Recently, for some unknown reason, I began reflecting on my childhood experiences, particularly on the little ditties my playmates and I used to sing between our giggles. Whoever wrote the lyrics, I have no idea; the tunes, though, went with familiar songs from operas…although we were not acquainted with any operas at that age (5- to 8-years-old).

Here’s the first one; the tune’s source I don’t know, but it was well-known — perhaps “Dance of the Seven Veils” from Richard Strauss’ opera Salome (?), or the “Bacchanale” from Camille Saint-Saens’ opera Samson and Dalila (?):

“All the girls in France
wear tissue paper pants.
All the girls in Spain
go naked in the rain.”

Now, who came up with those verses? The author surely must have been an adult; it is highly unlikely that any child wrote them. I want to make it entirely clear here that the depictions of national habits are fabricated…false. And I do not believe the author of those scandalous lines was intentionally being derogatory; he (or she) was more probably just depending on the countries’ names as sources for rhyme words, just as many of our naughtier limericks include “Nantucket”.

What interests me now, though, is the question: To what extent did our singing those ditties reflect our level of developing knowledge about what is naughty? Actually, in my case it is an unanswerable conundrum. My memory is not that retrievable or specific; I do well just to recall having sung them when I was so young.

And here’s the second, sung to the “Toréador Song” chorus in Georges Bizet’s opera Carmen:

“Toréador, don’t spit on the floor.
Use a cuspidor; that’s what it’s for.”

Those lines, of course, are not “naughty” in the usual sense of the term, merely slightly gross. I can credit them for at least causing me to learn what a “cuspidor” is, for I had never seen one and did not see one until many years later, in a movie.

Finally, here is one which I suppose we can say is derogatory, although not against any nation or even any particular persons. The words are to be sung to the “Bridal Chorus” music from Richard Wagner’s opera Lohengrin:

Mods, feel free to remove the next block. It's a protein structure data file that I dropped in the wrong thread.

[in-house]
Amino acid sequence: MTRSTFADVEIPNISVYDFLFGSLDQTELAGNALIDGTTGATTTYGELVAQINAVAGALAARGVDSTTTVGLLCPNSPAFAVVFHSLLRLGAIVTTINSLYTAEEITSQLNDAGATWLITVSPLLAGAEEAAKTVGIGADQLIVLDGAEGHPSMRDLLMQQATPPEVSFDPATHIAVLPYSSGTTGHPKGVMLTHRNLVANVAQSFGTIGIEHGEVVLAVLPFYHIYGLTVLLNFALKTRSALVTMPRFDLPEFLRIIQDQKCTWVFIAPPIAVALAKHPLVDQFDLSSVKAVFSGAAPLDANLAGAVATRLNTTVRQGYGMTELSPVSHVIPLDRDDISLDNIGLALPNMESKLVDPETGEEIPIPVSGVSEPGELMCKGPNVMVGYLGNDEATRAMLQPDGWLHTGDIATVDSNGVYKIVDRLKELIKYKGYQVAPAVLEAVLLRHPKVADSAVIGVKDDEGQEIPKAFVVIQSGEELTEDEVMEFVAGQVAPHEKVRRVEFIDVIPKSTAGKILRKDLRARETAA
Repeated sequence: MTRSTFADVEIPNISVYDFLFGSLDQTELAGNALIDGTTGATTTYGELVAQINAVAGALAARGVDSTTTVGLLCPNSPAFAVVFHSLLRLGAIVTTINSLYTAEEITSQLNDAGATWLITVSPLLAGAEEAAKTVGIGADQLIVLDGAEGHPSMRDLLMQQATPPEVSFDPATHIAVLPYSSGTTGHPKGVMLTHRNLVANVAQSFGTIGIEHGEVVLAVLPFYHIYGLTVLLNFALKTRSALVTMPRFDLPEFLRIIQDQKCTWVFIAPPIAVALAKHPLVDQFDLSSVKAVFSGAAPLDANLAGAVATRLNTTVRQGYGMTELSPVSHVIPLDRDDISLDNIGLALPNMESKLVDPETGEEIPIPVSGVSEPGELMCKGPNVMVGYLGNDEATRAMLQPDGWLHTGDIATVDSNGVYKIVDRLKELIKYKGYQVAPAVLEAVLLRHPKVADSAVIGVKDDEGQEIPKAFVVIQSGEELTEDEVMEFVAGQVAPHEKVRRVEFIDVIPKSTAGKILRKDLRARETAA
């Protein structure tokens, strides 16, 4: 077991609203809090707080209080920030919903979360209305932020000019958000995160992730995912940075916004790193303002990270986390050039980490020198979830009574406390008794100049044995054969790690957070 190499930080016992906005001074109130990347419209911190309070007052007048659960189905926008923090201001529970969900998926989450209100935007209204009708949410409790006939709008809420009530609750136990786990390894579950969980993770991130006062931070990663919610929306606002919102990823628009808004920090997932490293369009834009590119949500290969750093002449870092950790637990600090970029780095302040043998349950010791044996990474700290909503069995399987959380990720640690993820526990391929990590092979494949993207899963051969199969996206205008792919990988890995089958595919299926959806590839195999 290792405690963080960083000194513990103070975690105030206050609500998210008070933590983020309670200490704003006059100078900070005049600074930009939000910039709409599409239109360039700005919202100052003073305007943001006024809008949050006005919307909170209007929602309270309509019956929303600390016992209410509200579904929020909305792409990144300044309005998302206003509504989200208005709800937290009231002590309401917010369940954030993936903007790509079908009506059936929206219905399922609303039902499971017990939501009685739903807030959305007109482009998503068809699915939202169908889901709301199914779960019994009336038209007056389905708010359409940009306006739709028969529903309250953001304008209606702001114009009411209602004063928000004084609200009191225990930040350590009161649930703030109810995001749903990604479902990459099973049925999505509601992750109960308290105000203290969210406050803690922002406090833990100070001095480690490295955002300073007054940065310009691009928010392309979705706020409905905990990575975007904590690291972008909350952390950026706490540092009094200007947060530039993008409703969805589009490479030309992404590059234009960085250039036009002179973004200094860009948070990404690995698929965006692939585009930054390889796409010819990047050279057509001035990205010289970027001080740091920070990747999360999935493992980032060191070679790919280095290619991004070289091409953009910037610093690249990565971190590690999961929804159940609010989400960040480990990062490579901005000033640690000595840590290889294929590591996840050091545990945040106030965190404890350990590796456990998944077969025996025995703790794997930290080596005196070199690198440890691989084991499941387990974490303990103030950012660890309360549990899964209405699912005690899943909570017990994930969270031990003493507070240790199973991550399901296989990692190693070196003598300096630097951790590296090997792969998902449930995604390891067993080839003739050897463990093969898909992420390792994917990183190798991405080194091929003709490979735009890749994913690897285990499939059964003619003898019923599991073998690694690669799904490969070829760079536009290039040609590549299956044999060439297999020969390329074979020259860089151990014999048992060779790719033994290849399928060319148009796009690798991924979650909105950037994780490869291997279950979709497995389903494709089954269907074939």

“Here comes the bride,
Big, fat and wide;
Here comes the groom,
Skinny as a broom.”

Now, on what occasion would any child sing that?! Only during those times when two or more of them are together and acting silly — which happens frequently; or at least did during my early childhood. I believe you will agree with me that the verse is snide, and to that limited but still hurtful extent “naughty”. Many children, I believe, sometimes feel impelled to be cruel in what they say: What child hasn’t yelled at a parent he/she loves but who is denying them something, “I hate you!”?

Very young children are not as “innocent” as parents and politicians often proclaim them to be.


Thanksgiving, 2015

“Things fall apart; the center cannot hold;
Mere anarchy is loosed upon the world.
The blood-dimmed tide is loosed, and everywhere
The ceremony of innocence is drowned;
The best lack all conviction, while the worst
Are full of a passionate intensity.”
— from “The Second Coming”, by William Butler Yeats

©  2014, 2015 By Bob Litton

NOTE TO READERS: Thanksgiving has always been my favorite holiday for reasons that will appear in the essay below. This Thanksgiving, however, world and national events have rendered me doubtful if there really is anything left to be thankful for. I have lost faith in humanity — in much of it anyway. That’s why the lines above from Yeats’ prophetic poem keep popping up in my mind.
     Still, I have a few faithful readers here and around the world, and I have not published anything in nearly two weeks. Oh, I have my judgments on current events; but they have all been uttered quite eloquently, if sporadically, by others in the media. I don’t want to weary you with a refrain of the same.
     I looked through my files for something a bit more comforting to rehash, and I located the column I wrote for The Monahans News back in 1979 and re-published on this blog last year. It contains all the sentiments I still feel about Thanksgiving, if ever so faintly.
     I am banking on the assumption that some of you were not reading this blog last year; so, for you at least, it will be fresh reading. I hope my disposition will improve soon, for I do have a couple of different topics to write about; both of them, however, will take some heavy-duty reading and compilation. And I just am not in the mood for that. For now, though, enjoy the post below!

∗  ∗  ∗  ∗  ∗  ∗

Some things you’re better off not looking at too closely. One of them is Thanksgiving.

It doesn’t matter whether you’re Christian, Jew, Muslim, or pagan. How can you count your “blessings” without their being contrasted with somebody else’s “lacks”? If you are blessed, are they therefore condemned?

How can we keep from choking on our turkey when we know people are starving here and across the world? Still, it is not, strictly speaking, our fault. We have tried to get food to war-torn areas as well as to places where natural disasters have rendered people homeless and even isolated. Even to share our “bounty” has sometimes become such a problem as to require diplomats, as was the case in Cambodia in 1979, when I published the original version of this essay.

And yet I wouldn’t have Thanksgiving not be. It has always been my favorite holiday — based on a religious origin yet not as heavily saccharine as Christmas, nor as ridiculously extended.